approximately 32°C. Distillation at temperatures over 78°C for up to 30 minutes will also
inactivate any penicillin remaining in the mash, and drying of DDGS at temperatures between
300 and 600 °C in the rotary drum dryers (Bothast and Schlicher, 2005), should completely
inactivate the penicillin residues in DDGS.
Erythromycin is not approved by the FDA for use in ethanol and DDGS production. It is a 14membered lactone ring macrolide ring antibiotic that is used in fuel ethanol production
(Petropoulos et al., 2008) because it is very effective against most gram negative and gram
positive bacteria (Chittum and Champney, 1995). Macrolide antibiotics are bacteriostatic and
bind to the 50S subunit of the ribosome in a ratio of one molecule per ribosome (Merck Sharpe
& Dohme, 2004; Petropoulos et al., 2008; Vannuffel and Cocito, 1996). The stability of
erythromycin is pH and temperature dependent, where it is more stable at the pH range from
7.0 to 8.0 and lower temperatures (Brisaert et al. 1996). It is soluble in alcohol and insoluble in
water, but it becomes more unstable with higher alcohol concentrations. Like penicillin,
erythromycin is likely inactivated by the low pH and high temperatures encountered during the
fermentation and distillation of ethanol. Once consumed, erythromycin is diffused well into body
fluids, but food consumption decreases its absorption ( Merck Sharpe & Dohme, 2004). It is
currently approved for use in food animals. However, it is important to note that erythromycin
has an antagonistic effect when combined with virginiamycin or penicillin, and it can cause
monensin toxicity due to delayed clearance or altered biotransformation of monensin when fed
concurrently (Basaraba et al., 1999; Cocito, 1979; Hof et al., 1997).
Tylosin is not approved by the FDA for use in ethanol and DDGS production. It is an effective,
16-membered ring macrolide antibiotic against gram positive and some gram negative bacteria
and inhibits bacterial protein synthesis (Omura et al., 1983; Petropoulos et al., 2008). Tylosin
consists of tylosin A, tylosin B, tylosin C, and tylosin D, all of which contribute to its antibiotic
potency. Tylosin A is, by far, the major component (usually about 90% and not less than 80%).
Tylosin solutions are stable at about pH 7 and temperatures of 60 to 90°C. The decomposition
rate of tylosin is largely dependent on pH, buffer type and concentration, temperature, as well as
the ionic strength (Paesen et al. 1995). Tylosin is most stable at about pH of 3.5 or about pH of
9.0. Outside of those two pH ranges, there is significant inactivation of the antibiotic. In addition,
increased temperatures and exposure periods can lead to inactivation (Aksenova et al., 1984).
Chapter 9. Antibiotic Use in DDGS Production
Therfore, it is likely, that any residue in DDGS would be inactivated due to its low stability at the
pH and high temperatures present in the fuel ethanol production process. Currently, tylosin is
approved to be fed in livestock.
Tetracycline is a bacteriostatic antibiotic that is unstable at low pH (pH < 2) and will form
anhydrotetracyclines via the loss of water and proton transfer in strongly acidic conditions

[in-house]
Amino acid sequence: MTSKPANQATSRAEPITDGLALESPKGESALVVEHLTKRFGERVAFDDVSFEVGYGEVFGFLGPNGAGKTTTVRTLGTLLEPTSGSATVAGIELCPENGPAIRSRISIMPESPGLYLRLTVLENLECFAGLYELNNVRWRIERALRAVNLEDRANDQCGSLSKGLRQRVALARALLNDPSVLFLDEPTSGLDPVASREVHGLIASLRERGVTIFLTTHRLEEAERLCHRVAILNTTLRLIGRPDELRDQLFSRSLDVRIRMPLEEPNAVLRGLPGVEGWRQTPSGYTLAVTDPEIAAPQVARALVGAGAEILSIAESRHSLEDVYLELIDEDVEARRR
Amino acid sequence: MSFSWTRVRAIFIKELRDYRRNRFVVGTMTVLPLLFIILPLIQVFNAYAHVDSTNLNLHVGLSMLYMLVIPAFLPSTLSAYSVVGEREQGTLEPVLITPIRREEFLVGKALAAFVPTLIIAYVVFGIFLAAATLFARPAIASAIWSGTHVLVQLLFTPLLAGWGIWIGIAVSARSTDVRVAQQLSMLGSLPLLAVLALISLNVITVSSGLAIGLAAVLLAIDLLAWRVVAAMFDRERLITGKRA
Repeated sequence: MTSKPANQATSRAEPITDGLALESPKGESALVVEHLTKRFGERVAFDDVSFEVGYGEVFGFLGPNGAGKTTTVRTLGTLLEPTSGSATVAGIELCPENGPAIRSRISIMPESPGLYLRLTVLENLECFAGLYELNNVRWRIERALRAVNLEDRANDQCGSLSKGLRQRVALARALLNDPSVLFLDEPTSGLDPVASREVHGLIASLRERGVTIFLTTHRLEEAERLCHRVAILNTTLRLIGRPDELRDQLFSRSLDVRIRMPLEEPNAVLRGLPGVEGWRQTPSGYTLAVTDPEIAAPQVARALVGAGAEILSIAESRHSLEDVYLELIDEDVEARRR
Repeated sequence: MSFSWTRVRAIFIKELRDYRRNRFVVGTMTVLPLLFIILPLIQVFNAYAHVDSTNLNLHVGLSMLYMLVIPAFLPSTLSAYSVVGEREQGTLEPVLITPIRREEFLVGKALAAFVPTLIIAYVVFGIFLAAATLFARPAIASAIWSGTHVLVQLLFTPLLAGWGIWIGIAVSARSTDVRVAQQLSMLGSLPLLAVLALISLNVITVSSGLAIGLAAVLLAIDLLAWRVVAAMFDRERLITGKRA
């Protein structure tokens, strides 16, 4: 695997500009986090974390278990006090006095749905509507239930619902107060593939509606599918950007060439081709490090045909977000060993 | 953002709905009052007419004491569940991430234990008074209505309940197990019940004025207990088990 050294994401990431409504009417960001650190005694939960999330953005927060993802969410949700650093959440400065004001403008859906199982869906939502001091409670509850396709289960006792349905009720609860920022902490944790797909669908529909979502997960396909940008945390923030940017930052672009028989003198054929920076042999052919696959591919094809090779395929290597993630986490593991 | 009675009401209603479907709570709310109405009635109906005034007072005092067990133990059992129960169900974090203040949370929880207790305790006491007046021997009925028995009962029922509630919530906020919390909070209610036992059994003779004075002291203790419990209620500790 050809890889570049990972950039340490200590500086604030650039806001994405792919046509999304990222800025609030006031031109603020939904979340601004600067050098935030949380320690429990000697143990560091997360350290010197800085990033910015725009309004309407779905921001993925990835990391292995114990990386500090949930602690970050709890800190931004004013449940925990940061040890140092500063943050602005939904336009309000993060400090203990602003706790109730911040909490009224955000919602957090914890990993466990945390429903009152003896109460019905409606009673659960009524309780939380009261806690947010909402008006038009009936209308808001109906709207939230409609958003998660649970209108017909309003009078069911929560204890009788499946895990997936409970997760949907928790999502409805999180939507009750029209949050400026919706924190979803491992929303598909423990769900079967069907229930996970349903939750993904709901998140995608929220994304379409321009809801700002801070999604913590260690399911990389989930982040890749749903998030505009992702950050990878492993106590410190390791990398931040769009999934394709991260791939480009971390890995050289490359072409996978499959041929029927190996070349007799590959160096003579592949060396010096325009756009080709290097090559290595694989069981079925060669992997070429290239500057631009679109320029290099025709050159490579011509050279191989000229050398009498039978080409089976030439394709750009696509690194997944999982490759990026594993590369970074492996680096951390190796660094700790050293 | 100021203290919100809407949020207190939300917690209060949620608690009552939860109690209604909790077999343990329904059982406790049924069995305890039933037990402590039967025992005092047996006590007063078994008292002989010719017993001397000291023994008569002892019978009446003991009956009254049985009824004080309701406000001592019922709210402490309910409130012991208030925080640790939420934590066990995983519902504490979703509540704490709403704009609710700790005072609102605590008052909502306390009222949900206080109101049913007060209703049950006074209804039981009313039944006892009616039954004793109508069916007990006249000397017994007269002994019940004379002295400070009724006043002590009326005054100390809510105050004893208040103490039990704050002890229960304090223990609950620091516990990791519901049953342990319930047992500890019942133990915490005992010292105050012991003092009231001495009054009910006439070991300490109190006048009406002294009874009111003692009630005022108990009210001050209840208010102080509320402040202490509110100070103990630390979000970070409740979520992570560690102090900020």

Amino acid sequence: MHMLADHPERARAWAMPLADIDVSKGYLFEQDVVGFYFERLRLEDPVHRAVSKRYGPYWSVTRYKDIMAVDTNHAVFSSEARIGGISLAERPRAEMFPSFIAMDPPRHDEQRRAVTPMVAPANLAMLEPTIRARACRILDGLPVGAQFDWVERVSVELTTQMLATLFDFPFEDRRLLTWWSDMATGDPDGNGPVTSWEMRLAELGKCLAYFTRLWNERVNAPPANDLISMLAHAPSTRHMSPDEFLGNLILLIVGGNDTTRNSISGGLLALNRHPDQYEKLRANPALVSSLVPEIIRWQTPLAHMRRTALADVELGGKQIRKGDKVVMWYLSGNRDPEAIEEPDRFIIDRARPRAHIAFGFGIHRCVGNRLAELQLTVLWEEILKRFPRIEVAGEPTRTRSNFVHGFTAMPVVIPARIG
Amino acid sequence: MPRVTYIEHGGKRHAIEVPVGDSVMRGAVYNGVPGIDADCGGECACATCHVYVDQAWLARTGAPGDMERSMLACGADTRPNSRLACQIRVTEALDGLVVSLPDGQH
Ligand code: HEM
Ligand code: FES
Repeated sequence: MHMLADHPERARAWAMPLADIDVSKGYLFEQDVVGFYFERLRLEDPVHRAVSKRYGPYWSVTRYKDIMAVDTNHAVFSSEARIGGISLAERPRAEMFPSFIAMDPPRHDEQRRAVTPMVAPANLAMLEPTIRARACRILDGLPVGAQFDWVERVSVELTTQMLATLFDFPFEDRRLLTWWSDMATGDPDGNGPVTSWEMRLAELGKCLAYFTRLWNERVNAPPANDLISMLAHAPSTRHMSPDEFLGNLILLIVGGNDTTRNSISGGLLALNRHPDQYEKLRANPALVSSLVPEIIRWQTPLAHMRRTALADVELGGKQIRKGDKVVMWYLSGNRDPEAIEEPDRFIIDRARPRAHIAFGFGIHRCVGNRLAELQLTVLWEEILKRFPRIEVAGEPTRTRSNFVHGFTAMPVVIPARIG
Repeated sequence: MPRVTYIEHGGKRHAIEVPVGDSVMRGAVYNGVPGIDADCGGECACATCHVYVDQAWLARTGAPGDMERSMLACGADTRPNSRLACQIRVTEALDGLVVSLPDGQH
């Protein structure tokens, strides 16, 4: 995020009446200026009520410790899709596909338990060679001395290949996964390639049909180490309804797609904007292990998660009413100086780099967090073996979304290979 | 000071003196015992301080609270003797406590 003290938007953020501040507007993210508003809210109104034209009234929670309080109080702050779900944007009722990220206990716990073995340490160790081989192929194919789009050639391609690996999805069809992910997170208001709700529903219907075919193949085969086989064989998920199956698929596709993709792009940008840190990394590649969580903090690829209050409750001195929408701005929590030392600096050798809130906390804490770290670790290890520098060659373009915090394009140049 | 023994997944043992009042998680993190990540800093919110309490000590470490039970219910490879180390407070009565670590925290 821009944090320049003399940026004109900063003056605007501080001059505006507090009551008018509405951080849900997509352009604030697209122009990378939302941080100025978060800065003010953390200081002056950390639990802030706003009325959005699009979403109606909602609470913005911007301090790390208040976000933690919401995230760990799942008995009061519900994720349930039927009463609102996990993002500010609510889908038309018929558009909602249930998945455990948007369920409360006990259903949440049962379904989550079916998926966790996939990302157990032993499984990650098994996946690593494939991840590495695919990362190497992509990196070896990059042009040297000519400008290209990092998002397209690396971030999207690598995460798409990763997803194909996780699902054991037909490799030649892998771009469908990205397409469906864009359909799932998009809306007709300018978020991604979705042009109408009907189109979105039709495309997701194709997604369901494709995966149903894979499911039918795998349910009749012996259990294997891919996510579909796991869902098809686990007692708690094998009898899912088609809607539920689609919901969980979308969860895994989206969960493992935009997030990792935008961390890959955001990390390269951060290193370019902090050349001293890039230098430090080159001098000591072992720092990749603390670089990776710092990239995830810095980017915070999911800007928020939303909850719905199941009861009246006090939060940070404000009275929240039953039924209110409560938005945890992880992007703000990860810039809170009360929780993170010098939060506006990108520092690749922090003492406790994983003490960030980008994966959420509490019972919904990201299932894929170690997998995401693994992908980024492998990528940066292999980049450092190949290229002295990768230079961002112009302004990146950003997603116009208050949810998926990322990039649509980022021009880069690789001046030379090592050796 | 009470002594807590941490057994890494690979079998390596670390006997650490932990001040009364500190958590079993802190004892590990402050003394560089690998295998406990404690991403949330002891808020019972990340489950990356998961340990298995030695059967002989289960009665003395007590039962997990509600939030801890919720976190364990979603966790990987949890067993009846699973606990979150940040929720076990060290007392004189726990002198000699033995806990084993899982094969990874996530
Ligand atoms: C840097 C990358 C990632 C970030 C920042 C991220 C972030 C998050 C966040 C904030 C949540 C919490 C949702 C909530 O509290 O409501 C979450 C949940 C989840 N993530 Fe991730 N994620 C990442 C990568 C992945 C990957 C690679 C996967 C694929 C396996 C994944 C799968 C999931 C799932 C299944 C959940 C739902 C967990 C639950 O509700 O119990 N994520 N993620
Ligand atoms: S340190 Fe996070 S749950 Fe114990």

(Wang et al., 2008). Furthermore, tetracyclines degrade faster at low pH and high temperatures,
its absorption is decreases with metal cations (Al, Ca, Mg, Fe), and it is antagonistic when coadministered with penicillin (Merck Sharpe & Dohme, 2004). Tetracycline is currently approved
to be fed to livestock. In the body, it penetrates most body tissues and fluids. Previous studies
have looked at the effectiveness of heat sterilization of animal feed ingredients in order to
reduce the level of active tetracycline residue, and Hassani et al., (2008) reported that lowtemperature, long-time treatments with conventional sterilization (121 °C for 20 minutes) are
most effective in reducing active residues to less than one percent.
Antibiotic Alternatives
Several ethanol plants are evaluating antibiotic alternatives to control bacterial infections. The
two most common alternative products are stabilized chlorine chloride and an enzyme derived
from hops. Chlorine dioxide is a buffered sodium chlorite with antimicrobial properties, and is
activated from sodium chlorite to chlorine dioxide by acid producing bacteria. Sodium chlorite
degrades to nontoxic chloride and sodium ions. Hops extract has antimicrobial properties and
contains enzymes that control bacteria but also enhances the ability of yeast to convert starch to
ethanol. Limited published scientific data is available on these products but results from a few
field studies suggest that they may be cost effective alternatives to antibiotics in controlling
bacterial infections in fermenters during ethanol production.
Recent Research Results on the Presence and Biological
Activity of Antibiotic Residues in DDGS
Paulus-Compart (2012) recently completed a study at the University of Minnesota to determine
if antibiotic residues are present in wet and dried distillers grains with solubles, and if so,
whether they have biological activity. The objectives of this study were to: 1) collect and
evaluate wet and dried distillers co-products samples from multiple geographical locations and
dry-grind ethanol plants in the U.S. for the presence of virginiamycin, penicillin, erythromycin,
tetracycline, and tylosin residues, and 2) determine the extent of any antimicrobial activity of
samples using sentinel bacteria strains of Escherichia coli (ATCC 8739) and Listeria
monocytogenes (ATCC 19115).
Chapter 9. Antibiotic Use in DDGS Production
Materials and methods
Approximately 20 wet and 20 dried distillers grains samples were collected by independent
nutritional consultants from 43 dry-grind ethanol plants located in 9 Midwestern U.S. states
every 3 months during a 12-month period. Samples were sent to the University of Minnesota